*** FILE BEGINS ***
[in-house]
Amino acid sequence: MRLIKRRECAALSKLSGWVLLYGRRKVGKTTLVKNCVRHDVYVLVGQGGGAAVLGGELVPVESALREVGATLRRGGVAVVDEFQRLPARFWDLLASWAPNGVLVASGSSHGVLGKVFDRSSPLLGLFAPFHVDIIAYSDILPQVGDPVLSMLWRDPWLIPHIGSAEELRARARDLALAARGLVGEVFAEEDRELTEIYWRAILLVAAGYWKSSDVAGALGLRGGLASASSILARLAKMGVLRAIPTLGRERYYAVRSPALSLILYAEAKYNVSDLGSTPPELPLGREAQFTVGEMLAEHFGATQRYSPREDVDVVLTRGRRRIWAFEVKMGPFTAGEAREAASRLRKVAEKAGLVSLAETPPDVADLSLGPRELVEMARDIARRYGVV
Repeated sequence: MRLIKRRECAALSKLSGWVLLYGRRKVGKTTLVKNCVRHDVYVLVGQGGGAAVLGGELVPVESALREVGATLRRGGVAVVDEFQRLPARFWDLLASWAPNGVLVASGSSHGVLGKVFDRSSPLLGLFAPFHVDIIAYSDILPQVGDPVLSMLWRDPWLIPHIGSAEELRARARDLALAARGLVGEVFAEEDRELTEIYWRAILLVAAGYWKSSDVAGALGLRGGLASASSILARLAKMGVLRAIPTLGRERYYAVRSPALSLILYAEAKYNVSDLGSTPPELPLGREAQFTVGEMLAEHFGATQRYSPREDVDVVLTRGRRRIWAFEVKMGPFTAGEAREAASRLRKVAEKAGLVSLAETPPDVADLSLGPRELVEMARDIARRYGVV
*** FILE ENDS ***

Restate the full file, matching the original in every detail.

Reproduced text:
[in-house]
Amino acid sequence: MRLIKRRECAALSKLSGWVLLYGRRKVGKTTLVKNCVRHDVYVLVGQGGGAAVLGGELVPVESALREVGATLRRGGVAVVDEFQRLPARFWDLLASWAPNGVLVASGSSHGVLGKVFDRSSPLLGLFAPFHVDIIAYSDILPQVGDPVLSMLWRDPWLIPHIGSAEELRARARDLALAARGLVGEVFAEEDRELTEIYWRAILLVAAGYWKSSDVAGALGLRGGLASASSILARLAKMGVLRAIPTLGRERYYAVRSPALSLILYAEAKYNVSDLGSTPPELPLGREAQFTVGEMLAEHFGATQRYSPREDVDVVLTRGRRRIWAFEVKMGPFTAGEAREAASRLRKVAEKAGLVSLAETPPDVADLSLGPRELVEMARDIARRYGVV
Repeated sequence: MRLIKRRECAALSKLSGWVLLYGRRKVGKTTLVKNCVRHDVYVLVGQGGGAAVLGGELVPVESALREVGATLRRGGVAVVDEFQRLPARFWDLLASWAPNGVLVASGSSHGVLGKVFDRSSPLLGLFAPFHVDIIAYSDILPQVGDPVLSMLWRDPWLIPHIGSAEELRARARDLALAARGLVGEVFAEEDRELTEIYWRAILLVAAGYWKSSDVAGALGLRGGLASASSILARLAKMGVLRAIPTLGRERYYAVRSPALSLILYAEAKYNVSDLGSTPPELPLGREAQFTVGEMLAEHFGATQRYSPREDVDVVLTRGRRRIWAFEVKMGPFTAGEAREAASRLRKVAEKAGLVSLAETPPDVADLSLGPRELVEMARDIARRYGVV